Maybe there is another reason why people believe in what they see on the internet. I asked my teenage son why people believe in these terrible quality forgeries while I was trying to find the best examples of them? His answer was very simple: “You can't believe anything on the Internet. Of course, I would not think these videos are real because nothing is real. '

I was surprised by his response and suppressed my remark about cynicism when I realized that he grew up digesting images at a speed unparalleled in human history. Skepticism is not only helpful for this level of understanding, but it is also the key to surviving and navigating modern media.

For my generation and generations before, especially for those of us who saw the transition from cinema to digital photography, the image's credibility was shaken. For my son and subsequent generations raised on the media, trust never seemed to exist.

When people talk about fake imagery, they often overlook the basic concepts of media literacy. Fear and panic grows when people imagine watching fake videos of someone saying or doing something that never really happened. This fear is based on the long-standing principle that seeing is believing. But it looks like this old axiom can no longer be true, given how easily people believe false images. In fact, some studies show that fake news can be picked up and hyped by people who are inclined to believe sensational claims while being overconfident in their knowledge.


I believe that the work of my group and our researchers will help detect technologically advanced counterfeits. But a belief grows in me, based both on the experience of my son and the experience of the students with whom I work, that today's young people and future generations are able to consume content more easily and respond more easily to images and videos.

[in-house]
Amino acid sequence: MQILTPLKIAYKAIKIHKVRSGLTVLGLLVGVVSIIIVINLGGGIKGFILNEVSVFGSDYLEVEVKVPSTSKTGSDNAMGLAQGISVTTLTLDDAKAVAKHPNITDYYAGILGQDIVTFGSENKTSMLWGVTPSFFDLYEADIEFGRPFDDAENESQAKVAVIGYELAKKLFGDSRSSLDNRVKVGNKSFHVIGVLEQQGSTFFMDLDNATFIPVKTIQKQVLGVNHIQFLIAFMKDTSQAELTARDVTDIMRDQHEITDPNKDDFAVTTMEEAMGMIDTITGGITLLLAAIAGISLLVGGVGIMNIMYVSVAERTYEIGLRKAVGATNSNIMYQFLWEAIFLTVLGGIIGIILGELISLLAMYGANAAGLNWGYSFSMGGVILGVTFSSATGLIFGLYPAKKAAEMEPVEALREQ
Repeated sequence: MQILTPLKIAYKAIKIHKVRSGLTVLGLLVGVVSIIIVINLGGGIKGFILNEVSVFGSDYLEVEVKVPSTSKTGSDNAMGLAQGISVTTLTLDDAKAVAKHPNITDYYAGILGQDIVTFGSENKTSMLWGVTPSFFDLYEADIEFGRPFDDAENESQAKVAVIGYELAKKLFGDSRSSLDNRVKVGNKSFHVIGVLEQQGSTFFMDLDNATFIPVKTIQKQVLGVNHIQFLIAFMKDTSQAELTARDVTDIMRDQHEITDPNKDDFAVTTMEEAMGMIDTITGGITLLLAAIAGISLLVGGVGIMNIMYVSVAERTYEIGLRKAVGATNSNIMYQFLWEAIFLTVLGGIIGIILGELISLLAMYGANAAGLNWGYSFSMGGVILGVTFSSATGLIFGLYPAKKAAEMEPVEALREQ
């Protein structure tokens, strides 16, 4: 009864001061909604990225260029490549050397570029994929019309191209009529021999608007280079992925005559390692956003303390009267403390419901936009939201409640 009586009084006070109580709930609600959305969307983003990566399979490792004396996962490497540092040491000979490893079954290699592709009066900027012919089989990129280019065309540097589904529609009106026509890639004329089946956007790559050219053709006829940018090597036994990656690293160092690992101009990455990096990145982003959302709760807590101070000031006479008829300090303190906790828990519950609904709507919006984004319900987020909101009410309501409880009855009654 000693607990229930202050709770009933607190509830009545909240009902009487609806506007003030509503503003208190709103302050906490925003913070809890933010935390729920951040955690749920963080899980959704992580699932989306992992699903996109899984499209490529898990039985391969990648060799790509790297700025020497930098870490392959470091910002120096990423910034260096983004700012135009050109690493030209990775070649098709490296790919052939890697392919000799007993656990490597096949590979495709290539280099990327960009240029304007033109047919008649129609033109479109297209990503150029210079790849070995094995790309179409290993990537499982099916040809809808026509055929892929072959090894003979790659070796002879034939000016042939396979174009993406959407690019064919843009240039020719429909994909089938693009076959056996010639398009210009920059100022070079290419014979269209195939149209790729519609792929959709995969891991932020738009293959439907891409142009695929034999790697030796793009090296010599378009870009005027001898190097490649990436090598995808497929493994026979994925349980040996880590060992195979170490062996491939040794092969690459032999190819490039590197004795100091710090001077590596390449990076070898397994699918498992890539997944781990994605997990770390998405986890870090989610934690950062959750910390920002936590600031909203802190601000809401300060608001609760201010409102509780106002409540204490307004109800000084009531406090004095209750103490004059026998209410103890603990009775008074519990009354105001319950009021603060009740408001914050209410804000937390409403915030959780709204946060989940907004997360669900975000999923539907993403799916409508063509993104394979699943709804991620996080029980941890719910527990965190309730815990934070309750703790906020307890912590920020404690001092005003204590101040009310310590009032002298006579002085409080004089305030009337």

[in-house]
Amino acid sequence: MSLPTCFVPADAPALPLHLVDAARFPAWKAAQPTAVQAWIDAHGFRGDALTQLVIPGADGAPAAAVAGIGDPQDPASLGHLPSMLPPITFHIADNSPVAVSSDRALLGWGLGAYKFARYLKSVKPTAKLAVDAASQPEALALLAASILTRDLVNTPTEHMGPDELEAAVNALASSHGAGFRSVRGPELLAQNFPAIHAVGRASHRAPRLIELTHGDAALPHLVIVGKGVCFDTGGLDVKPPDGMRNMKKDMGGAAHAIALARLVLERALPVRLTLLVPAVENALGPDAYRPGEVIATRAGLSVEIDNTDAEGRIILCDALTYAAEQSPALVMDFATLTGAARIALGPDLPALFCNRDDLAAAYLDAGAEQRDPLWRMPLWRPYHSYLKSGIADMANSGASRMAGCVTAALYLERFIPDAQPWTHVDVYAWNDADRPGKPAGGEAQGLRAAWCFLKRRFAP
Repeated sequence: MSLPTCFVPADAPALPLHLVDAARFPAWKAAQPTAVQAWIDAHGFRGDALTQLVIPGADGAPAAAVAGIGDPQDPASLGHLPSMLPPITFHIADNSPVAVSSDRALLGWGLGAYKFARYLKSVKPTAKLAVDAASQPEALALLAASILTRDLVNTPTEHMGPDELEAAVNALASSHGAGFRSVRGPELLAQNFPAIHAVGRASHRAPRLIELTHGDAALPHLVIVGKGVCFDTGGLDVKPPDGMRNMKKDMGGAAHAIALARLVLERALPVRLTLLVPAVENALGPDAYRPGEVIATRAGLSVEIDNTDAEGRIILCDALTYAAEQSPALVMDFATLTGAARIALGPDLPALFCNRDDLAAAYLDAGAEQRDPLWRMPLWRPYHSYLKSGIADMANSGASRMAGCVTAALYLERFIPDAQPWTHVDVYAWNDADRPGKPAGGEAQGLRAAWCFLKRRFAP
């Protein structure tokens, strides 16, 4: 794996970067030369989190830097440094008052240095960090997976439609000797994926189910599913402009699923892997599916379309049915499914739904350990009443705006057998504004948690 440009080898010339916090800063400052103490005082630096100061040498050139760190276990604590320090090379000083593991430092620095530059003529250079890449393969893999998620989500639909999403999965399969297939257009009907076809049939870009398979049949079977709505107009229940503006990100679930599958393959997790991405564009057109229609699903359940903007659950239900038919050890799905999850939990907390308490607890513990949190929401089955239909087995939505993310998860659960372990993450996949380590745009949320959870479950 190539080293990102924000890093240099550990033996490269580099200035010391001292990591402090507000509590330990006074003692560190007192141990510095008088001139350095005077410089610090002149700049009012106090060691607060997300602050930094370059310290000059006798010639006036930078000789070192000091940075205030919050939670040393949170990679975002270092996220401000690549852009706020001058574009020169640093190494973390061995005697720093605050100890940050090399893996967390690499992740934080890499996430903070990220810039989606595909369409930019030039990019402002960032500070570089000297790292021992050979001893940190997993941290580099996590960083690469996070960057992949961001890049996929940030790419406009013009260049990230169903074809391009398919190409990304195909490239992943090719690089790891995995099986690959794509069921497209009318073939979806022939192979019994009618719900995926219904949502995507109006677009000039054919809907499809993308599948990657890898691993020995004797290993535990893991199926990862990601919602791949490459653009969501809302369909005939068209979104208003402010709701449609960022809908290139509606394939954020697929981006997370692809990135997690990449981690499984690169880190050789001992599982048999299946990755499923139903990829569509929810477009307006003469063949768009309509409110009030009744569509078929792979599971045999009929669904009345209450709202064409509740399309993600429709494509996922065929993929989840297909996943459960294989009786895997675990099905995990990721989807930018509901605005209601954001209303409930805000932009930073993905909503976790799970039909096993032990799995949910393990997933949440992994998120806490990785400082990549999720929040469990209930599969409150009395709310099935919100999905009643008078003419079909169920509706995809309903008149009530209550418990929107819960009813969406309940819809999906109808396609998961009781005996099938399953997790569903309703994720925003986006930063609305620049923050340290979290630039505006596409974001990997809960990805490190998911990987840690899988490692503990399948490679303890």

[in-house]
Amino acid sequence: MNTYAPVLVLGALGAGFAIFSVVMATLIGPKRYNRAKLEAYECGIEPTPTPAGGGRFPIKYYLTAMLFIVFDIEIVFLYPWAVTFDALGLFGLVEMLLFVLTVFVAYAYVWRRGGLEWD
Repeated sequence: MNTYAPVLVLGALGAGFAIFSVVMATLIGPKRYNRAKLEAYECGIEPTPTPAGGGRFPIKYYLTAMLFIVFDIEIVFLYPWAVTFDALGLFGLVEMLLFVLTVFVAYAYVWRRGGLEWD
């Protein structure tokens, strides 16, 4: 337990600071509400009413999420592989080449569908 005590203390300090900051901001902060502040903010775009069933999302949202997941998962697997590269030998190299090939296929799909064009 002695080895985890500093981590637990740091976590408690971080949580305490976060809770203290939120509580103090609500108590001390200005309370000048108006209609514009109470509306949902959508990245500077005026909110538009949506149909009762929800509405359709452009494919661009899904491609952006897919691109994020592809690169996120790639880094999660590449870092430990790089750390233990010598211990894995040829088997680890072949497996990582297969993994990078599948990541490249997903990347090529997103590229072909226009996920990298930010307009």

The skepticism they grew up with is a much more complex type of media literacy than what many of us are used to, and may even portend a cultural shift away from seeing images or videos as 'evidence'. They only believe images and videos if they get proof of their reality, not the other way around.

While researchers are improving in detecting counterfeits, and adults are trying to catch up with what children already know, it is better to remain skeptical. Before you react, find out where the image came from and in what context. When you see someone sharing an awesome or sensational or world-changing image or video on social media, take a break before sharing it yourself. Search for the original image to determine where else this image appeared. You may even stumble upon a credible source claiming that it is in fact a fake.

Original material – by Christie Sisson.

The problem of trusting information on the Internet is not new, and it has been discussed for several years. However, with the development of technologies that make it possible to create plausible fake videos and images, this problem received a new impetus, becoming so urgent that it was seriously discussed at the state level.

The trouble is that there is only one step from entertainment to influencing the surrounding reality, and someone has already taken it. And there will be a lot of these steps, the only question is where they will lead us. And will it not turn out that people will stop believing in general everything that is happening around, and not just on the network. However, it will be much worse if people believe all this, especially the older generation.

The main thing is that the new version of reality does not lead to problems that cannot be resolved peacefully before we develop immunity to disinformation on the Internet.